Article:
Saturday, November 6, 2021

The Hunt

Movie Name:
The Hunt
Year of Release: 2020
Director: Craig Zobel
Starring: Betty Gilpin, Hilary Swank, Ike Barinholtz, Wayne Duvall, Ethan Suplee, Emma Roberts, Christopher Berry, Amy Madigan, Reed Birney, Glenn Howerton, Steve Coulter, Sturgill Simpson, Kate Nowlin, Vince Pisani
Genre: Action, Horror, Thriller
Score out of ten (whole numbers only): 5
View Trailer

Synopsis and Review:
Following some work directing episodes for a variety of shows, including "Westworld", "American Gods" and "One Dollar", director Craig Zobel tackled the original script from Nick Cuse and Damon Lindelof, in what became his more recent feature since "Z for Zachariah". The film focuses its attention on Crystal, who finds herself alongside a series of strangers in a clearing, with gags, and having to survive a series of attacks from people they don't know and can't see. They manage to get a hold of some guns and survival equipment, but quite a few of them get killed almost immediately, while others make their escape to the nearby forest. Crystal manages to overcome whatever is thrown at her, since as we later find out, she's had military training. As the casualties pile up, Crystal comes to realize what is taking place, and why these people were selected (and herself as well). She eventually takes it up to the leader of the group, who was part of devising the morbid hunt party.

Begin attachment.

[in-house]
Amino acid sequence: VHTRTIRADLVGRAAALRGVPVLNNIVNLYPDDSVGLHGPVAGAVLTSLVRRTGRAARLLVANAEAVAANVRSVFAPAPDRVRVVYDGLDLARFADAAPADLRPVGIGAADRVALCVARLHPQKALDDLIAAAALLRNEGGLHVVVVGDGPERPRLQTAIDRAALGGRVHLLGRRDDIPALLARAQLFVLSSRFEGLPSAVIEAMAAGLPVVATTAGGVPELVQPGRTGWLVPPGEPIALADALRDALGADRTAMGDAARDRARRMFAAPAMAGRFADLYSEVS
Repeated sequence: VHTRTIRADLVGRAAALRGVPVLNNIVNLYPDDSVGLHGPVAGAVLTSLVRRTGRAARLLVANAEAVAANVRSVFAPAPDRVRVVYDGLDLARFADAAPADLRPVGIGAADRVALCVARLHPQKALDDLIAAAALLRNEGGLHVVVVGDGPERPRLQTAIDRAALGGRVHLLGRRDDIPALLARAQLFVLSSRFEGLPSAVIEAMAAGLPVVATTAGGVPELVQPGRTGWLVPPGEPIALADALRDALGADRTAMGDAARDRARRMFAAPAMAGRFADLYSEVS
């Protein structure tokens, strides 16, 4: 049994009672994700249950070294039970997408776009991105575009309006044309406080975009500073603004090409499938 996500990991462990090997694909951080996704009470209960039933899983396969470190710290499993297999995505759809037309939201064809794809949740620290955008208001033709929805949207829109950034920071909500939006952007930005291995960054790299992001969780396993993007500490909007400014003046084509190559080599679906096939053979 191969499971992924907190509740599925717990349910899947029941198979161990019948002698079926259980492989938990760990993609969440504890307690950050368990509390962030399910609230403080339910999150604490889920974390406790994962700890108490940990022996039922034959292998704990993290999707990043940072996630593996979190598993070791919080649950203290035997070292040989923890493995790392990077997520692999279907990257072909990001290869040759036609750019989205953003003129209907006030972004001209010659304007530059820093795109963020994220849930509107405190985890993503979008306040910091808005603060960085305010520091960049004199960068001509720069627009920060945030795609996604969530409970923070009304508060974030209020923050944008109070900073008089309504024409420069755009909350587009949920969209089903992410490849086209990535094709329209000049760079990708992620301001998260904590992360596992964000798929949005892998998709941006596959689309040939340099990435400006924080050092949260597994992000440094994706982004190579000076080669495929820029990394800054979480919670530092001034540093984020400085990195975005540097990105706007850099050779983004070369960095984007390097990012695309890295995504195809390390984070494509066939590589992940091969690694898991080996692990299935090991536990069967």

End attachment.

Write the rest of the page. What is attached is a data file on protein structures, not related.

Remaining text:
"The Hunt" is a feature that has similarities to previous films on the topic of hunting humans, which includes John Woo's "Hard Target" and even Ernest R. Dickerson's "Surviving the Target". "The Hunt" however differs from those previously mentioned films in the sense that it has a streak of dark comedy pervading the narrative, something that clearly differentiates itself from those more action driven vehicles. For all its intelligence and its take on what is politically correct or not, it's still essentially a B-film with a solid group of actors, who sadly don't get to do much, since the script is more focused on the message that is trying to say, more so than actually showcase characters, or even their journeys for that matter. In the end it's an interesting exercise, but one that is hollow of meaning and substance, since most of the characters either get discarded almost instantly, or never get an opportunity to be introduced and developed properly. Betty Gilpin tries her best to ground and bring some edge to her character, but for all her energy, it still feels very unidimensional, the same going for Hilary Swank, her nemesis. It's a film that indeed wants to pose interesting questions about conspiracies, and even more largely about the state of the world, but fails to be effective since in essence it forgets one essential aspect: in order for someone to discuss or care about a message, the messenger also has to have some dimension, some voice to be heard, and in this case, there's a lot of splatter and violence, but very little substance. The cast is uniformly solid, as is the score from Nathan Barr and the cinematography from Darran Tiernan. It's watchable, but also quickly forgettable.